Though this seems to me to be the only way time travel could actually work, I categorically do not believe in the infinite- and infinitely-multiplying parallel worlds required for this theory (it blows the notion of conservation of energy right out the window). Which is why I'm convinced time travel cannot work.
     
  18. ArtNJ

    ArtNJ Registered User

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    In addition to the alterantive universes or branching time lines theory, we also have:

    *system where the time stream is analogized to a river, and if you go back and make a change, a wave propogates forward, changing the future, either right away, or after some period of "time". Can lead to hokey results -- for example, can lead to multiple copies of the same person proceeding forward in the new timeline.

    *system where the timeline has some sort of overarching order and can "heal" or the like to maintain its overall direction. Arguably the least "plaussible" system, but still allows for a coherent/internally consistent story.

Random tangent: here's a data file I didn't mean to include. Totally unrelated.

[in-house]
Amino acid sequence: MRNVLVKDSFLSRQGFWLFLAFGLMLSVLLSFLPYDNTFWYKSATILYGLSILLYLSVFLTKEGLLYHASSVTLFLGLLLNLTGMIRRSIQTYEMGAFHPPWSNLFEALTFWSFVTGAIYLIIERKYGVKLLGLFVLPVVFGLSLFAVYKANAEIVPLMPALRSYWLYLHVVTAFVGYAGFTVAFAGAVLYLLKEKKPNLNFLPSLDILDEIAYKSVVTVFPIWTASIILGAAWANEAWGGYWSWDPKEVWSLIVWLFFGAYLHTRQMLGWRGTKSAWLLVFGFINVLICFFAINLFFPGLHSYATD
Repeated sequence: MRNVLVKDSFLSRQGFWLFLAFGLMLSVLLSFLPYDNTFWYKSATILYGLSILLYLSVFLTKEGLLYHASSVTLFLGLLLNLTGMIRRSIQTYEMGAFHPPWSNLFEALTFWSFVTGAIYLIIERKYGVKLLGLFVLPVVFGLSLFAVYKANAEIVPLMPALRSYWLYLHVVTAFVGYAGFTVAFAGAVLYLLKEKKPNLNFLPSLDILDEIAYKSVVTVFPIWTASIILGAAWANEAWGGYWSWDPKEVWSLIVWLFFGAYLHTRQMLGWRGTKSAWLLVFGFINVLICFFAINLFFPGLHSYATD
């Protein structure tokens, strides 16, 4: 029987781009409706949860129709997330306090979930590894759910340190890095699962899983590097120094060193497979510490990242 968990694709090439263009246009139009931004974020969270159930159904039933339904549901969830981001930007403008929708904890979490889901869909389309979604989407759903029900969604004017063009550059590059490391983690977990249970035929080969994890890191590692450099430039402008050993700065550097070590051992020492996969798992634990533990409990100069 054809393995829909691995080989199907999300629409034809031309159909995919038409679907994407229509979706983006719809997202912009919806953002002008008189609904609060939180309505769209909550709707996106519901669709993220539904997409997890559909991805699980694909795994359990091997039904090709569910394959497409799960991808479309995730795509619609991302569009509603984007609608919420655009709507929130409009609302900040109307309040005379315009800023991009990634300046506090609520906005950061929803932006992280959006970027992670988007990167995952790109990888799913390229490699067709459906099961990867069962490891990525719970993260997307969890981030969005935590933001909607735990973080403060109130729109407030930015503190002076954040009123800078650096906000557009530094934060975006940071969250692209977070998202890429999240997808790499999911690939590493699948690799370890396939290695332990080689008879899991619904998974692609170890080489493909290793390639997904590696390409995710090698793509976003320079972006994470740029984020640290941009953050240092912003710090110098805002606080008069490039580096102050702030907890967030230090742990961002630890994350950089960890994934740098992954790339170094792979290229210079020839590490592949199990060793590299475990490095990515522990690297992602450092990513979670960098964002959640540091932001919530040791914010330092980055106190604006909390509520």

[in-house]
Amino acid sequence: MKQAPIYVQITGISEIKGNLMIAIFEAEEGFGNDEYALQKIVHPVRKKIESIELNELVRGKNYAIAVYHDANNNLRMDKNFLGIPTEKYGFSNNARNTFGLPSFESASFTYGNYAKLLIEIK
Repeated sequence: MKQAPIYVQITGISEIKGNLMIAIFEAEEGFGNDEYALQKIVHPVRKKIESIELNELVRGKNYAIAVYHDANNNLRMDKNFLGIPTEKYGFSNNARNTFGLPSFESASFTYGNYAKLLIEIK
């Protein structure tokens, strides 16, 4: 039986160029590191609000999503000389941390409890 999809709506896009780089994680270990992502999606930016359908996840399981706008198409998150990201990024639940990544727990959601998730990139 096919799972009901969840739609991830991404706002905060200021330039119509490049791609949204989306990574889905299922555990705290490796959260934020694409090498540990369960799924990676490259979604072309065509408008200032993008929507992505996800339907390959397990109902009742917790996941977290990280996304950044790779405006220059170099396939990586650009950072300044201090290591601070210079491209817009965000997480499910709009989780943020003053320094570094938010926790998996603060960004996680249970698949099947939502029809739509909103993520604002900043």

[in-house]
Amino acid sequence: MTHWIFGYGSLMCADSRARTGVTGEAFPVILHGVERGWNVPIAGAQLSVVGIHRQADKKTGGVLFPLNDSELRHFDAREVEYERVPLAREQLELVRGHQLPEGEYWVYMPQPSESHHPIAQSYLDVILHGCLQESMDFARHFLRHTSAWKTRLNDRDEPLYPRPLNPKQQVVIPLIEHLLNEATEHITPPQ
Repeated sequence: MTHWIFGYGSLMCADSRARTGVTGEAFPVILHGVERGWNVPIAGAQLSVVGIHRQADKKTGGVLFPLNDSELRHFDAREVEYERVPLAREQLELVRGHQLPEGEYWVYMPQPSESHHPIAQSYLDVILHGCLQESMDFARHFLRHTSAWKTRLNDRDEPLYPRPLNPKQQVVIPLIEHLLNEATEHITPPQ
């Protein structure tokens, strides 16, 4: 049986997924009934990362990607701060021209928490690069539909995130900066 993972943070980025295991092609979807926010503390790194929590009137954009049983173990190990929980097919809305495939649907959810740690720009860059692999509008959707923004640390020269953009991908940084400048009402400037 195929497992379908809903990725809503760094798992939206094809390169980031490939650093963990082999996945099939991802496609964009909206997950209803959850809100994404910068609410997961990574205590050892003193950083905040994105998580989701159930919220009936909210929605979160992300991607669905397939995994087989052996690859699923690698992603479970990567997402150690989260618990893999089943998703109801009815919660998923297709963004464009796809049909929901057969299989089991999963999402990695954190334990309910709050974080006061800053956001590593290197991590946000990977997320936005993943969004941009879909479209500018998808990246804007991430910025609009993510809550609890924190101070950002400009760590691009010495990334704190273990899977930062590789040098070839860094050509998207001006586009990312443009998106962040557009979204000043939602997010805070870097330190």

All three systems allow for good stories. The previously mentioned self-perpetuating loop stories, are not a separate system, but rather a member of the larger class of stories that make it up as they go along and/or just dont let a system get in the way of a story. They can be great stories, but they do not withstand logical analysis.
     
  19. psikeyhackr

    psikeyhackr Live Long & Suffer

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    99.999% agreement.

    I avoided the Proteus Operation for years because it was a time travel story and involved WWII. But I finally broke down and read it because I usually like James P. Hogan stories and was tired of buying stuff I didn't like because it got lots of good reviews.

    It was a really enjoyable story and quite scientific beyond the time travel crap. So stories can be entertaining and thought provoking even when they have a significant hokey factor.

    psik
     
  20. Chuffalump

    Chuffalump A chuffing heffalump

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    How about Asimov's short story The Message?